After his run for the ultimate position of power failed, he seemed to fade from the headlines and turned back to making money. In his business as an international security consultant, he again took on controversial clients, including a Turkish gold trader accused of laundering Iranian money. He took several trips to Russia and former Soviet countries through TriGlobal Strategic Ventures, a secretive international consulting company that has provided image consulting to Russian oligarchs and others close to the Kremlin.
Having failed to win the White House himself, Giuliani may have been as surprised as anyone when his old friend Donald Trump’s unexpected election offered him proximity to Oval Office. Giuliani and Trump knew each other for decades. Both were raised in the outer boroughs of New York City, made their names in Manhattan, sought the limelight early in their careers and became regulars in New York’s gossip pages.
In 2000, at the Inner Circle dinner, a rollicking convention of big names and comedians, Giuliani wore a lavender dress and blond wig for a spoof video in which Trump leers at Giuliani and says, “You know, you’re really beautiful.” When Giuliani sprays perfume on his chest, Trump rubs his face in it. “Oh you dirty boy,” Giuliani says in a high-pitched voice, and slaps him.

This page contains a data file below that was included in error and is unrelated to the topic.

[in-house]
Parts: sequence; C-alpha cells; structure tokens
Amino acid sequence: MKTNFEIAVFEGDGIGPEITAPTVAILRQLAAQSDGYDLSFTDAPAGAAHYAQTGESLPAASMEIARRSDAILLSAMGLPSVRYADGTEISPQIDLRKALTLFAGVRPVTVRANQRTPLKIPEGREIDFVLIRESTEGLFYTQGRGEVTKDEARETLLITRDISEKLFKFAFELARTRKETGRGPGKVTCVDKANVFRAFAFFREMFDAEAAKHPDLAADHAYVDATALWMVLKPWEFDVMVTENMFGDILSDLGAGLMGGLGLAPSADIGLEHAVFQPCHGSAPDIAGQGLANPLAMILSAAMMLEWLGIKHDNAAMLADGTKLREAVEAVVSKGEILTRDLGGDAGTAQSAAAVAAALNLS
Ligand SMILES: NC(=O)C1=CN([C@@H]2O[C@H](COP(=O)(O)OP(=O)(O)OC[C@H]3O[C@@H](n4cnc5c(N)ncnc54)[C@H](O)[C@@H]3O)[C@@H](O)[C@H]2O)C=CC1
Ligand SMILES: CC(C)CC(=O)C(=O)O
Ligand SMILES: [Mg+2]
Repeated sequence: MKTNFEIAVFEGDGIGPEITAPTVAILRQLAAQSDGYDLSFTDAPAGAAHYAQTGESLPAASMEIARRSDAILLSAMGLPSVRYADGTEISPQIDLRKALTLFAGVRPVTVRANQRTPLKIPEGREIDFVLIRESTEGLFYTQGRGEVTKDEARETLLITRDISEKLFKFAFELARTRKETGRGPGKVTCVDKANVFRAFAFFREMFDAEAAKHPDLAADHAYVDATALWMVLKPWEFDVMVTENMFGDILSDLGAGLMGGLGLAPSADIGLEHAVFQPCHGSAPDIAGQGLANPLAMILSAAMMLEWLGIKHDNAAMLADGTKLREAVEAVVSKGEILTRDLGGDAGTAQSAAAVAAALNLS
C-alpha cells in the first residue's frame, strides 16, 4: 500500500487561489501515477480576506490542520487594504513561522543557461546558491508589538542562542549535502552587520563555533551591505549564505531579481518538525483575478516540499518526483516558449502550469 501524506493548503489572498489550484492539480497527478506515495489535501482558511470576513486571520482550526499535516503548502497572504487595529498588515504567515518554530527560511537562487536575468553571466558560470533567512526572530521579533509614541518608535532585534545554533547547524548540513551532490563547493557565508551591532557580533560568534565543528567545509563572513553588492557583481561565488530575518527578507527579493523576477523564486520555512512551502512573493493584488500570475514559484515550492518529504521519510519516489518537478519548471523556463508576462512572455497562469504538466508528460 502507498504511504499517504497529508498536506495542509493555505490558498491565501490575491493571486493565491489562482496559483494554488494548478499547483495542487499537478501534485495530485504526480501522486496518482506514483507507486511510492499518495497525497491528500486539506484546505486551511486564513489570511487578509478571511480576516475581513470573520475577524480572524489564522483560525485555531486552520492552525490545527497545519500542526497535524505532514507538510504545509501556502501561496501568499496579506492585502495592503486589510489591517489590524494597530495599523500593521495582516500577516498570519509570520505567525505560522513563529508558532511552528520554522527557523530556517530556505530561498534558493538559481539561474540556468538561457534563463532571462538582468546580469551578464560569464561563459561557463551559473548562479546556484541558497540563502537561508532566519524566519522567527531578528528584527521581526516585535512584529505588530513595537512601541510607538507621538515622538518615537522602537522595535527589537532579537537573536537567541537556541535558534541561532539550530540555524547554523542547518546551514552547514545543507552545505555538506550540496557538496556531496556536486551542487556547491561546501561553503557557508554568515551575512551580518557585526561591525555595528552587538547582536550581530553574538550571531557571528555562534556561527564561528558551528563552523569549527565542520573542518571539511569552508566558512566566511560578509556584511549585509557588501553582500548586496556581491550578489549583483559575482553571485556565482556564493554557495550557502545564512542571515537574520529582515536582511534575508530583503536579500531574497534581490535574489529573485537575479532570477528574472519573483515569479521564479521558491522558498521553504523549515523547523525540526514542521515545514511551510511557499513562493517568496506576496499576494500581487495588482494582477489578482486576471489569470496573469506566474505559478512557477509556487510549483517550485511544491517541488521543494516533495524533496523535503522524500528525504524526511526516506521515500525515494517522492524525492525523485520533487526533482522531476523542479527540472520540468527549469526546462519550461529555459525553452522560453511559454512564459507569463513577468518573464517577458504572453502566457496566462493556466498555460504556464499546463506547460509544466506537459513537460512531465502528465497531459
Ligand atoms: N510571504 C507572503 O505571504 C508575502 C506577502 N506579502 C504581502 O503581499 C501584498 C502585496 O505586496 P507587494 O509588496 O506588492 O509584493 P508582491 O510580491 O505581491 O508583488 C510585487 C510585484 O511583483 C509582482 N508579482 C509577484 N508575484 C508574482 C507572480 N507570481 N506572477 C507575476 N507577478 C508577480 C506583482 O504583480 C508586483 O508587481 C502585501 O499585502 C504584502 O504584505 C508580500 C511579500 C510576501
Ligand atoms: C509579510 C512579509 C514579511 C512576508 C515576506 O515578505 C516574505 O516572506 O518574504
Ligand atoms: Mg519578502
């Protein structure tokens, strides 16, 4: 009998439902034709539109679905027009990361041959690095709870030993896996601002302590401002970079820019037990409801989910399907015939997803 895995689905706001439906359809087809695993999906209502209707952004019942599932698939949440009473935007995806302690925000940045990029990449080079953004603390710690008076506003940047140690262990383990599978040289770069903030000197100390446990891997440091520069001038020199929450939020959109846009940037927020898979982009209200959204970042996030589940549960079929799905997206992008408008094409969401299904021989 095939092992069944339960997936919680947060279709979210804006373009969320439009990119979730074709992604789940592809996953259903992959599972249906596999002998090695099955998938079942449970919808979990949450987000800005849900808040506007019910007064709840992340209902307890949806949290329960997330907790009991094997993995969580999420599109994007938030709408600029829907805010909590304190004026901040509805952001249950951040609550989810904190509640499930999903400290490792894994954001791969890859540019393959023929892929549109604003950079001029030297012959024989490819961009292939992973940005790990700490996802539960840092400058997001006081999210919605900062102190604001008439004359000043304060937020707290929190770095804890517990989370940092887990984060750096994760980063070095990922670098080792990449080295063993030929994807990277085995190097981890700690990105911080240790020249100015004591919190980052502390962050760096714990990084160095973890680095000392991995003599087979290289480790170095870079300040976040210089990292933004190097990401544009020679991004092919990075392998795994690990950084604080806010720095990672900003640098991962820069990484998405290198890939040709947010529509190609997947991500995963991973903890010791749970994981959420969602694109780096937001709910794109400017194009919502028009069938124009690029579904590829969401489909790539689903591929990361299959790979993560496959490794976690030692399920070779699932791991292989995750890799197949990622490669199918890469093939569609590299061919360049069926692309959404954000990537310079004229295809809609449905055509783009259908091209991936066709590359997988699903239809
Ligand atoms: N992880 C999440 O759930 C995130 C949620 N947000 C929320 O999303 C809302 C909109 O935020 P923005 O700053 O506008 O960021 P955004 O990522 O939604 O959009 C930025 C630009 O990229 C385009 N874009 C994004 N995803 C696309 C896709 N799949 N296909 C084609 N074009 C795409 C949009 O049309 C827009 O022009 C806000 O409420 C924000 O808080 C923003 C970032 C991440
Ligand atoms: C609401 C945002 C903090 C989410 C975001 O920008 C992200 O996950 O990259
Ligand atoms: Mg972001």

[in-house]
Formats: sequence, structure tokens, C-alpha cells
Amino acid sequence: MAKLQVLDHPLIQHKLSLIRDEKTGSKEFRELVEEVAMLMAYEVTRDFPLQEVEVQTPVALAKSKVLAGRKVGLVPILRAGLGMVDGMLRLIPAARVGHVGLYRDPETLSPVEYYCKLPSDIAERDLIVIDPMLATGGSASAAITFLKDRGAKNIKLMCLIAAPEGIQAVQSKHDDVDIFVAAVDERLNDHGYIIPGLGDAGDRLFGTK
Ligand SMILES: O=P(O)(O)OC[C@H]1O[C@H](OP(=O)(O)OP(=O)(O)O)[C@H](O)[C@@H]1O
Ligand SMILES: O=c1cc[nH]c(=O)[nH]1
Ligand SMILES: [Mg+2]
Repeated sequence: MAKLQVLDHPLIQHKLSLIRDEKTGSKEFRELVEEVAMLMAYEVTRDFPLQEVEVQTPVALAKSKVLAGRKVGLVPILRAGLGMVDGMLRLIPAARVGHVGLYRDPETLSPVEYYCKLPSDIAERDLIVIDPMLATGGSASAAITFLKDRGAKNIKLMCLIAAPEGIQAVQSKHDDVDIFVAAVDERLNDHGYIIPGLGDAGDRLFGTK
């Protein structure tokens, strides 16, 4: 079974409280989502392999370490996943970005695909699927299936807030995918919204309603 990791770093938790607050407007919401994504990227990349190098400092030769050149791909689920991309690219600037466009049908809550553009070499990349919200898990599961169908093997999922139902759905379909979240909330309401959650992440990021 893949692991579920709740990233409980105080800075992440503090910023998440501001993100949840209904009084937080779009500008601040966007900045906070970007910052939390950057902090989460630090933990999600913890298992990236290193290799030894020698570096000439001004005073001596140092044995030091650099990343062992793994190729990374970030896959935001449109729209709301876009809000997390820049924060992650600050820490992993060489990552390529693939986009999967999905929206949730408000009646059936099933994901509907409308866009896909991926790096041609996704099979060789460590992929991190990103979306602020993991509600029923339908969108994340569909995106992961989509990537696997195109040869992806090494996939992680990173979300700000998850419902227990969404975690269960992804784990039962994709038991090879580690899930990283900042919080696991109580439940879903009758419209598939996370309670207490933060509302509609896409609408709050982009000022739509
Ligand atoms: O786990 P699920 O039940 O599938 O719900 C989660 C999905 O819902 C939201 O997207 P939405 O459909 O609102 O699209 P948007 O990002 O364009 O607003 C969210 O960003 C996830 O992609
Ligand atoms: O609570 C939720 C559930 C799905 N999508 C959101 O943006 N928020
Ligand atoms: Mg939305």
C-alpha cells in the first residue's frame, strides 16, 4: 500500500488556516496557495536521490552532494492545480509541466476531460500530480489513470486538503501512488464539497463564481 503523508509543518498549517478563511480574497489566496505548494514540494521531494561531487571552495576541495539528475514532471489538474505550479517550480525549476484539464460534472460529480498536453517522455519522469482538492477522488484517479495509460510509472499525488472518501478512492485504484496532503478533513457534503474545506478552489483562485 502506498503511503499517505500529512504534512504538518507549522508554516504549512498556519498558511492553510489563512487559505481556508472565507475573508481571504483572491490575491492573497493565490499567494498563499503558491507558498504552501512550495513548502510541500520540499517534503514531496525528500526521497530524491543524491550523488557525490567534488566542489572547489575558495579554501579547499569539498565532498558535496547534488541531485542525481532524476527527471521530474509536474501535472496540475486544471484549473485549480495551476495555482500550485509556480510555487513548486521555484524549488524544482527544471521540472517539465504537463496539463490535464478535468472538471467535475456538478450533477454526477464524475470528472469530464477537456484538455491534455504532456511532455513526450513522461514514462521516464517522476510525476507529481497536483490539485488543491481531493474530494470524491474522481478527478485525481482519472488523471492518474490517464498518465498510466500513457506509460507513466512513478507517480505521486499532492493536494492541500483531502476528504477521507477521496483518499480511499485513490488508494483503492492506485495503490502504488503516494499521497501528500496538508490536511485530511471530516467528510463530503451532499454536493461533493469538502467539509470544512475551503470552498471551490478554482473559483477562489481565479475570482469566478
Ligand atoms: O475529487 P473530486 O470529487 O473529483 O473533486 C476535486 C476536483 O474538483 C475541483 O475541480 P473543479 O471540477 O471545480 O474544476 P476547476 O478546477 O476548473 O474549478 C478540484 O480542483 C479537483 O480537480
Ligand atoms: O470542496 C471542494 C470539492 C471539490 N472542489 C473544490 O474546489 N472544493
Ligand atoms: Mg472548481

Giuliani did not publicly endorse Trump until two weeks before the New York State Republican primary. But when he did, he was all in. It was Giuliani who went on all five Sunday-morning shows to defend Trump after the Oct. 7, 2016, release of a recording of Trump talking about grabbing women by their genitals.
Ironically his current position as unofficial envoy of the President came about only when he didn’t get the Administration job he had hoped for. After Trump’s election, Giuliani turned down top spots at the Justice Department and the Department of Homeland Security, hoping instead to be named Trump’s Secretary of State. Giuliani lobbied hard for the position, touting as credentials his 150 foreign trips to more than 80 countries as a globe-trotting consultant. But Trump and his son-in-law, Jared Kushner, were concerned that Giuliani’s celebrity would make him unmanageable at State. When it became clear Giuliani wasn’t going to get the job, he withdrew from consideration, saying he “could play a better role being on the outside and continuing to be his close friend and adviser.”